VOLUNTARY AND INVOLUNTARY SELECTIVE ATTENTION IN CONSUMER BEHAVIOR
Consumers are exposed to so much marketplace information that they cannot possibly process and think about each and every product-related piece of data they encounter. If consumers had to think carefully about every ad, each package label, and every marketing communication they saw or heard, little time would be left for anything else.
According to famous researcher Daniel Kahneman,
The allocation of attention is influenced by both voluntary and involuntary factors. People voluntarily attend to information consistent with their current knowledge and expertise and to information relevant to their plans, intentions, and goals. Specifically, we manage our perceptual exposure by focusing our attention to things in the environment that are meaningful and appealing. For example, people who dislike country music avoid tuning in to country-music radio stations.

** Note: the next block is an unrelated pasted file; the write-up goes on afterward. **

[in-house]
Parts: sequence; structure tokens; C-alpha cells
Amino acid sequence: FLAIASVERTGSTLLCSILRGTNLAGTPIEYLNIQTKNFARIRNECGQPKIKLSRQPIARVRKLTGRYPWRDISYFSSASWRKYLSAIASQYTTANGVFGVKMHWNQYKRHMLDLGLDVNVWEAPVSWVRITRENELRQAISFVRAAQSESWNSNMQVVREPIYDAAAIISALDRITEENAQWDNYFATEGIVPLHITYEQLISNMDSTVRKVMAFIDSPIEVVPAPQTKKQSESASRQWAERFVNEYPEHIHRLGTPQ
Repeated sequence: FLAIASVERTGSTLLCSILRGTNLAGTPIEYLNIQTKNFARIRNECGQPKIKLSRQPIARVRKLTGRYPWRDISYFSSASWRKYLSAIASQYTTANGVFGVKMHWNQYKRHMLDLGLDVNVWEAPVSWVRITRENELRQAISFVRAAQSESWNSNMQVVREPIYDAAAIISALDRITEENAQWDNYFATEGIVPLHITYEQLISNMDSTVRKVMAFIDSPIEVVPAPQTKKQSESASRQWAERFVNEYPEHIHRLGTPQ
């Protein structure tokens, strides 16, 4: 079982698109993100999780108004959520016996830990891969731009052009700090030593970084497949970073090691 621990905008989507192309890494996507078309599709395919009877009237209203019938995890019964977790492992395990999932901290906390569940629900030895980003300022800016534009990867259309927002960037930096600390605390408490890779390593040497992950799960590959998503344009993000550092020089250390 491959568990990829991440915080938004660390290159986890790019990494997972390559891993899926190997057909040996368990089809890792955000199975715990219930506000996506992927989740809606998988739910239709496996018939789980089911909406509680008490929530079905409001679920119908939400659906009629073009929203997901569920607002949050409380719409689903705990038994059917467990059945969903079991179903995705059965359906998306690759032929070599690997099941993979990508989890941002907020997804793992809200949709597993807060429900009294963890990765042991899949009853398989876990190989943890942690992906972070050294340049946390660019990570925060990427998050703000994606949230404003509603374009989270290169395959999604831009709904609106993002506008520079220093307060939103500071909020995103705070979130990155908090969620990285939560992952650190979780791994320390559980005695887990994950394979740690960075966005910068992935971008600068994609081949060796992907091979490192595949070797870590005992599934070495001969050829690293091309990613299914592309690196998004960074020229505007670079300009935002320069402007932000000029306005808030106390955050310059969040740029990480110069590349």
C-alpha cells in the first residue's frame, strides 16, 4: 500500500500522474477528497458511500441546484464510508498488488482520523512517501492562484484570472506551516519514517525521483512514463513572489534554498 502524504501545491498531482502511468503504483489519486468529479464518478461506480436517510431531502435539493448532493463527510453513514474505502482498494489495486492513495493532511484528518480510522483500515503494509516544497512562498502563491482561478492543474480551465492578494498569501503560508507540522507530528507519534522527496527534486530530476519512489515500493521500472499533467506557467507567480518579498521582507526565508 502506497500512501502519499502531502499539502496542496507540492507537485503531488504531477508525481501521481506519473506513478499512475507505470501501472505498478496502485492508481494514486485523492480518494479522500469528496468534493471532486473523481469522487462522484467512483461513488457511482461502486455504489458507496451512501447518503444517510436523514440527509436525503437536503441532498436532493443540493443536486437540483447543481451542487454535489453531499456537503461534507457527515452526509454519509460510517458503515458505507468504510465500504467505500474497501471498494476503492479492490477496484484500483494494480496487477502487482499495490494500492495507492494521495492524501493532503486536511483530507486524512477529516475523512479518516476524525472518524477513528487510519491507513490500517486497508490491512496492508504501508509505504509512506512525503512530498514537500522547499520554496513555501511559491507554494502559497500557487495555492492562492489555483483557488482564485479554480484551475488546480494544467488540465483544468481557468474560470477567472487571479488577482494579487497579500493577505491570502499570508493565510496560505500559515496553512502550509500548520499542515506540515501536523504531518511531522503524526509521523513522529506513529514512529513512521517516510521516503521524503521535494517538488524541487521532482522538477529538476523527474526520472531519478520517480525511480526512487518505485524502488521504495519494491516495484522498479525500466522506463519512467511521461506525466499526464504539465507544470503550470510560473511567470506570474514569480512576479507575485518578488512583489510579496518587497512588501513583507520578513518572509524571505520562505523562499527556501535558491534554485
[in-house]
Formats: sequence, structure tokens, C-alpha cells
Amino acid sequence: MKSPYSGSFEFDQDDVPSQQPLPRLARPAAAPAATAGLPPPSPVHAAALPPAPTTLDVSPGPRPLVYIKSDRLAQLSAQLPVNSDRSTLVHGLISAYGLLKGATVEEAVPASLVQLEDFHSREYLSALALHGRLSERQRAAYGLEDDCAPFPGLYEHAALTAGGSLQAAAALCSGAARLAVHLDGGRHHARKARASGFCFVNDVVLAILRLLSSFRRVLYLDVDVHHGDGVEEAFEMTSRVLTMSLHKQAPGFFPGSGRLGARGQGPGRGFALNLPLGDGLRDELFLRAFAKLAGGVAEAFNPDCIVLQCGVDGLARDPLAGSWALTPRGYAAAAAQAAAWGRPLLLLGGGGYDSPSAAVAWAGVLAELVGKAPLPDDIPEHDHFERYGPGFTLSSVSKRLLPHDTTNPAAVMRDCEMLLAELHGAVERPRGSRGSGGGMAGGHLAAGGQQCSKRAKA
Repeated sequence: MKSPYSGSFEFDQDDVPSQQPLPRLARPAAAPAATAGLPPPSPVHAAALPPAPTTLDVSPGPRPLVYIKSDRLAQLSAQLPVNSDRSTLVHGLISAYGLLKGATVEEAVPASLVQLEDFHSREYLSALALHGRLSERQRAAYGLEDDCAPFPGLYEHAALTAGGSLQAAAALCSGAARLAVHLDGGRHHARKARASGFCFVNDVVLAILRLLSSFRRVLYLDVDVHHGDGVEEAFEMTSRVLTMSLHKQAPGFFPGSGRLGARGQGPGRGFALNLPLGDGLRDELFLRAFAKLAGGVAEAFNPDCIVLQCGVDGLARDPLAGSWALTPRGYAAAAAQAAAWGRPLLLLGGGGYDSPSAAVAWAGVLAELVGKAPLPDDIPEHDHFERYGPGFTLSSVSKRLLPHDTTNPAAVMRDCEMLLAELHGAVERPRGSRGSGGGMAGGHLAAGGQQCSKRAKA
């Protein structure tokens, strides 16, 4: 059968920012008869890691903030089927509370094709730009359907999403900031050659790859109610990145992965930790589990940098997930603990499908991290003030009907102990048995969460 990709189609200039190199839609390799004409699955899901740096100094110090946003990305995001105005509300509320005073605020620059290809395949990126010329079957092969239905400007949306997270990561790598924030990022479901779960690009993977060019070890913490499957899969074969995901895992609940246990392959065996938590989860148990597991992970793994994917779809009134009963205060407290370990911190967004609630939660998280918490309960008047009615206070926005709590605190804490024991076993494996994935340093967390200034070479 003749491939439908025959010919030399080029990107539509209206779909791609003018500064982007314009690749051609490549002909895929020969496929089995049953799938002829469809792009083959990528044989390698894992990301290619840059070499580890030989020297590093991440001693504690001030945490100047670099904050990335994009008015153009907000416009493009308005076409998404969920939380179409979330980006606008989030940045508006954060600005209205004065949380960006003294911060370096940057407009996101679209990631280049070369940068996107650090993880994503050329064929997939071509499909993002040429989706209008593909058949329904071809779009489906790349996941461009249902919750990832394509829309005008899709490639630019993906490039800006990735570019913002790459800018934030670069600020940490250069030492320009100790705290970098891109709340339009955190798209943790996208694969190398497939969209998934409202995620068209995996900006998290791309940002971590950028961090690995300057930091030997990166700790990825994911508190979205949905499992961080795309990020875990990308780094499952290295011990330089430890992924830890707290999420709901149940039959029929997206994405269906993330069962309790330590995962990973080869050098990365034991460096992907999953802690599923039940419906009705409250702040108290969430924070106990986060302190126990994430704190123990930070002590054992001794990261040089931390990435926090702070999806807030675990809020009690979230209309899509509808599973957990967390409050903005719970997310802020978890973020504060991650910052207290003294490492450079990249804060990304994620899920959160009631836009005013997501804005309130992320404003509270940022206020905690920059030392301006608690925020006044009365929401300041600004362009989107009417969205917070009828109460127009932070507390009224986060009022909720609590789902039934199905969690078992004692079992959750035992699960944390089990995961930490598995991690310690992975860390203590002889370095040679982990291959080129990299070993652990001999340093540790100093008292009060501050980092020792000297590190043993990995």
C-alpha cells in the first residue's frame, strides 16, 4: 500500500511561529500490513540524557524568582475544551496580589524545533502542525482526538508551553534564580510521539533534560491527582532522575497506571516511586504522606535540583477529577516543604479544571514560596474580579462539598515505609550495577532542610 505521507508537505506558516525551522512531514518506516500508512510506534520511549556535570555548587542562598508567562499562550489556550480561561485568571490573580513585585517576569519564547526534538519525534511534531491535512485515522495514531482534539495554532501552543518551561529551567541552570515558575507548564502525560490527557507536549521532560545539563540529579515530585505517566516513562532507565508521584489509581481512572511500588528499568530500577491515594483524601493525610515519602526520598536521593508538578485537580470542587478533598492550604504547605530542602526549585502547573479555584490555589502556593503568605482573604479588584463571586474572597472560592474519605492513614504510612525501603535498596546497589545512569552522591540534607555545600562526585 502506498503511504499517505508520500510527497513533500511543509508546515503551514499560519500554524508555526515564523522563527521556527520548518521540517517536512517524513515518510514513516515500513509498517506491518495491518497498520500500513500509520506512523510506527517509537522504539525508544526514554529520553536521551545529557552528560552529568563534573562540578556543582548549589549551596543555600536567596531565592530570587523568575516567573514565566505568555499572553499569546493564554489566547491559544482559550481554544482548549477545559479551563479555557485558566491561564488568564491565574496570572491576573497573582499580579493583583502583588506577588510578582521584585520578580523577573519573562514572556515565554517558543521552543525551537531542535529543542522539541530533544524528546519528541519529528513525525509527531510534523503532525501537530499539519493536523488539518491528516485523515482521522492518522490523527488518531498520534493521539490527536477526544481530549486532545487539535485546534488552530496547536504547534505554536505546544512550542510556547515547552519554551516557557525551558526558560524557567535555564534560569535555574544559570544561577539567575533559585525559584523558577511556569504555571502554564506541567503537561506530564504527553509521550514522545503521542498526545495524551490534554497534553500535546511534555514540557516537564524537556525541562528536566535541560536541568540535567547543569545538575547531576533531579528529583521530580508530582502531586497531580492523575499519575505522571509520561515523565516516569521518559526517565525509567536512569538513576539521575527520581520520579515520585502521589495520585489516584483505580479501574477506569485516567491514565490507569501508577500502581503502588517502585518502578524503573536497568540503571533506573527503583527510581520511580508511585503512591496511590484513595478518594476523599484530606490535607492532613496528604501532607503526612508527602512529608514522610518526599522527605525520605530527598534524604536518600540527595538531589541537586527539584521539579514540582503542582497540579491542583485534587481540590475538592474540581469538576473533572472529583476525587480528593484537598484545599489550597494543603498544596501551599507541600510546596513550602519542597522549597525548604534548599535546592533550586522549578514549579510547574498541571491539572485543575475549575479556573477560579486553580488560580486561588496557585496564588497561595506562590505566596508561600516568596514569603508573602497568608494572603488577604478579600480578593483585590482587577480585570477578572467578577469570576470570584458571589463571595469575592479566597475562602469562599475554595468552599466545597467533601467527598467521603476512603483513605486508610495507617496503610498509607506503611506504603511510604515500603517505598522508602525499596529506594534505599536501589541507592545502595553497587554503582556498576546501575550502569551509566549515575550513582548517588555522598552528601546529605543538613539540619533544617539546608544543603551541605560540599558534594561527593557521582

Likewise, consumers shopping for new laptops purposefully seek out marketing information about computers. One real concern for marketers today is how to win the battle for broadcast advertising exposure in this age of the remote control. With the growing popularity of digital video recorders (DVRs), consumers can mute, fast-forward, and skip over commercials entirely. Some advertisers are trying to adapt to these technologies.
Some industry experts speculate that eventually cable providers and advertisers will be forced to provide incentives to encourage consumers to watch their messages. These incentives may come in the form of coupons, patronage rewards, or in extreme cases, a reduction in the cable bill for each ad watched. Involuntary influences on attention are rooted in the very nature of the stimuli. Some marketing stimuli draw so much attention; they are difficult to tune out, even when consumers make a concerted attempt to ignore them.
A clear understanding of these involuntary influences enables marketers to more effectively design and implement marketing strategies.